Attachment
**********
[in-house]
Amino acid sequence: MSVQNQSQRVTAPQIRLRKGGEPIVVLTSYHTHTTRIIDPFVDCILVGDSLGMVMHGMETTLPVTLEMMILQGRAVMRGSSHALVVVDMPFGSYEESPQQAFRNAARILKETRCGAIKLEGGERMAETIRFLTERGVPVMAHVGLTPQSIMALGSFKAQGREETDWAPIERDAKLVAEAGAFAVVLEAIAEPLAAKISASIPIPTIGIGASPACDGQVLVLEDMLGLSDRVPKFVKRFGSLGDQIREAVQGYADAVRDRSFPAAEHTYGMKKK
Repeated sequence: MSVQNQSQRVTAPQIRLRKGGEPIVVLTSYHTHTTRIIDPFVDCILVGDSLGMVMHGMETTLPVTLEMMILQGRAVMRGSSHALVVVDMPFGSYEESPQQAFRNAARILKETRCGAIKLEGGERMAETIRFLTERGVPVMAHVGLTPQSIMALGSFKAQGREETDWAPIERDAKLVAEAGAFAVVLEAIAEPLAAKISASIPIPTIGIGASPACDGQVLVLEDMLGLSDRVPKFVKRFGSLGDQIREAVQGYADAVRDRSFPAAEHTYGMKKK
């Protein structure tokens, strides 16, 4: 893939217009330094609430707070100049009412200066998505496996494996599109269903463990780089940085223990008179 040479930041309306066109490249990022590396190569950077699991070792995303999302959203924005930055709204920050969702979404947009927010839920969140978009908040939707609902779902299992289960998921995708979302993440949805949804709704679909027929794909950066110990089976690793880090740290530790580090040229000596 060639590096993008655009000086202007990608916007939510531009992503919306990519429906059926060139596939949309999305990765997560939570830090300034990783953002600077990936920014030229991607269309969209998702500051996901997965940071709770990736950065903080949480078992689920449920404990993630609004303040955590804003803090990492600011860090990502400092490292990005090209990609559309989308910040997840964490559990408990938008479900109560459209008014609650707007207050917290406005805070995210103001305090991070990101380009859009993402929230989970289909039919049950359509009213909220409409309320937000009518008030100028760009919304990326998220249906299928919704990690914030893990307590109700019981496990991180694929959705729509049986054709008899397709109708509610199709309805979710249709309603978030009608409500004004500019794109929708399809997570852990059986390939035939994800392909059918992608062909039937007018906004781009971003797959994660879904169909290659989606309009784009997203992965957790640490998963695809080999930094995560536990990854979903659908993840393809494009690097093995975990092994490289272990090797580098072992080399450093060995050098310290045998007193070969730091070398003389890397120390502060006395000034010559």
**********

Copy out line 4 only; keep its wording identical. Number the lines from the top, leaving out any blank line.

């Protein structure tokens, strides 16, 4: 893939217009330094609430707070100049009412200066998505496996494996599109269903463990780089940085223990008179 040479930041309306066109490249990022590396190569950077699991070792995303999302959203924005930055709204920050969702979404947009927010839920969140978009908040939707609902779902299992289960998921995708979302993440949805949804709704679909027929794909950066110990089976690793880090740290530790580090040229000596 060639590096993008655009000086202007990608916007939510531009992503919306990519429906059926060139596939949309999305990765997560939570830090300034990783953002600077990936920014030229991607269309969209998702500051996901997965940071709770990736950065903080949480078992689920449920404990993630609004303040955590804003803090990492600011860090990502400092490292990005090209990609559309989308910040997840964490559990408990938008479900109560459209008014609650707007207050917290406005805070995210103001305090991070990101380009859009993402929230989970289909039919049950359509009213909220409409309320937000009518008030100028760009919304990326998220249906299928919704990690914030893990307590109700019981496990991180694929959705729509049986054709008899397709109708509610199709309805979710249709309603978030009608409500004004500019794109929708399809997570852990059986390939035939994800392909059918992608062909039937007018906004781009971003797959994660879904169909290659989606309009784009997203992965957790640490998963695809080999930094995560536990990854979903659908993840393809494009690097093995975990092994490289272990090797580098072992080399450093060995050098310290045998007193070969730091070398003389890397120390502060006395000034010559």